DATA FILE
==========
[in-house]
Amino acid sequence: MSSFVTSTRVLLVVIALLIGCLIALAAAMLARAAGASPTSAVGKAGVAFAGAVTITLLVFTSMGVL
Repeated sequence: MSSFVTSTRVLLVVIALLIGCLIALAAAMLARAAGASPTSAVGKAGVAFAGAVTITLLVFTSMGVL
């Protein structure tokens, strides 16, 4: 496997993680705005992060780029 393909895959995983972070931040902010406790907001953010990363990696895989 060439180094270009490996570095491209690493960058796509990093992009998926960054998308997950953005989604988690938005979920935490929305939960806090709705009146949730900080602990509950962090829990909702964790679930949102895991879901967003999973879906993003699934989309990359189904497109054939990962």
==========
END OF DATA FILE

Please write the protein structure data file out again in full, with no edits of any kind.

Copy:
[in-house]
Amino acid sequence: MSSFVTSTRVLLVVIALLIGCLIALAAAMLARAAGASPTSAVGKAGVAFAGAVTITLLVFTSMGVL
Repeated sequence: MSSFVTSTRVLLVVIALLIGCLIALAAAMLARAAGASPTSAVGKAGVAFAGAVTITLLVFTSMGVL
């Protein structure tokens, strides 16, 4: 496997993680705005992060780029 393909895959995983972070931040902010406790907001953010990363990696895989 060439180094270009490996570095491209690493960058796509990093992009998926960054998308997950953005989604988690938005979920935490929305939960806090709705009146949730900080602990509950962090829990909702964790679930949102895991879901967003999973879906993003699934989309990359189904497109054939990962």